MASERU — The High Court is under fire after revelations that it received donations from individuals and private companies to fund its official opening ceremony on Tuesday.
Chief Justice Mahapela Lehohla told the nearly 1 000 guests who attended the ceremony on Tuesday that part of their bill for drinks and food had been funded by nine individuals and private companies that had donated a total M44 209.
Lawyers who spoke to the Sunday Express this week said the donations create a perception that the High Court is not financially independent.
The lawyers said they are particularly worried because most of the donors are potential litigants.
They said the donations reflected badly on the courts’ integrity.
Four of the six individuals who contributed to the shindig are well-known government contractors and are prominent businessmen in Lesotho.
Tseliso Nthane, who owns Nthane Brothers Company which has won several government tenders over the years, donated M27 359 for the ceremony.
Sam Matekane, who made his fortune from government tenders won by his Matekane Group of companies, contributed M7 000.
Lebona Lephema who owns Executive Transport, which has also benefited from government jobs helped out with M5 000.
These Phooko whose Thescon company failed to finish the renovation of Setsoto Stadium, gave M250 towards the ceremony.
One Letsapo gave M1 000 while ‘Matumelo Matsinyane chipped in with M200.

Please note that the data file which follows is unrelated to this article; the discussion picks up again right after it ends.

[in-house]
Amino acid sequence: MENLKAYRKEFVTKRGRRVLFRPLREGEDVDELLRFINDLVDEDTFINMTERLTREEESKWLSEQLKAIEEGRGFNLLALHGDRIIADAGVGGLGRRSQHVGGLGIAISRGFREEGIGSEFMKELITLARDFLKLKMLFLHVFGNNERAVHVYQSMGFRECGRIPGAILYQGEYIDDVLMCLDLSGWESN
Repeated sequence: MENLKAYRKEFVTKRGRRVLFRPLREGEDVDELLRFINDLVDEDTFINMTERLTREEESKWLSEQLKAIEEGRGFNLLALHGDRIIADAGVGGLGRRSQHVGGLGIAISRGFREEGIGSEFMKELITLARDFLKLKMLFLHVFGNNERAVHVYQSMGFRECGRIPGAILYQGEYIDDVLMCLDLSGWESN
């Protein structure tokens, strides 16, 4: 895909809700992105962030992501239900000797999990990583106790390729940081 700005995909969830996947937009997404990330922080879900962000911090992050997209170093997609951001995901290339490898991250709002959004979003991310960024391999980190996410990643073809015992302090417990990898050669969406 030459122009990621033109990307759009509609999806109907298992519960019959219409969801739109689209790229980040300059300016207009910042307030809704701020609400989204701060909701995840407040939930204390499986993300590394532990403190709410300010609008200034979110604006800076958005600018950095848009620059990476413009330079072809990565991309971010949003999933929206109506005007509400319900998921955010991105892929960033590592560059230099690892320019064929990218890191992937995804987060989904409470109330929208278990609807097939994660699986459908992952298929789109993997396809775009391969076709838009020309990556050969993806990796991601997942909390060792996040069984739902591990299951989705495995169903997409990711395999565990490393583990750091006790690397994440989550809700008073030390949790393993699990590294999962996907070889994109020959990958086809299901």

‘Melesi Hotel donated M2 000.
Khali Hotel, which is known to have hosted some government workshops, contributed M500.
Amin Video & Vision, a production company, gave M800.
The donations helped pay the nearly M200 000 bill for the whole ceremony.
Nearly a thousand guests ate and drank to their hearts’ content at two separate venues in Maseru on Tuesday.
Judges, senior government officials and ministers and delegates were treated to expensive food and drinks at the Maseru Club from around 12pm to 4pm.
Low ranking guests like junior court officers also made merry at the CTC club.
Zwelakhe Mda, the president of the Law Society of Lesotho, did not attend the official opening but condemned the donations.
“As the Law Society of Lesotho we have repeatedly condemned those donations,” Mda said.
“We have criticised the High Court’s decision to continue receiving donations from people who are potential litigants.”
When a judiciary receives donations from individuals it gives the impression that some people can buy their way through the courts he said.
“This can still happen even if the court’s decisions are based on merit. The problem is that of perception.
“The court’s integrity must be beyond reproach. The courts are for everyone and not a privileged few.”
Prominent lawyer Haae Phoofolo echoed the same sentiments.
“The courts must not receive donations from individuals and corporates because it gives the impression that they are being leaned on,” Phoofolo said.
The conduct of the courts and their officers must be beyond reproach, he said.
Phoofolo said the buck stops with the government to provide enough resources to the judiciary.
“The judiciary must not beg for resources to do its work. To deny the judiciary resources is to deny the people justice.”
The registrar of the High Court and Court of Appeal ‘Mathato Sekoai said she did not think there was anything wrong with the court getting donations from individuals and companies.
Asked if such donations would not influence the courts Sekoai said the “law will take its course even if those who donated money come to the courts”.
Her phone cut before she could answer further questions.
When the Sunday Express tried to call her again her number was no longer available.
After a few minutes the phone was available but she was not picking it up.
More than 20 attempts were made to reach her and in all instances she did not pick her phone.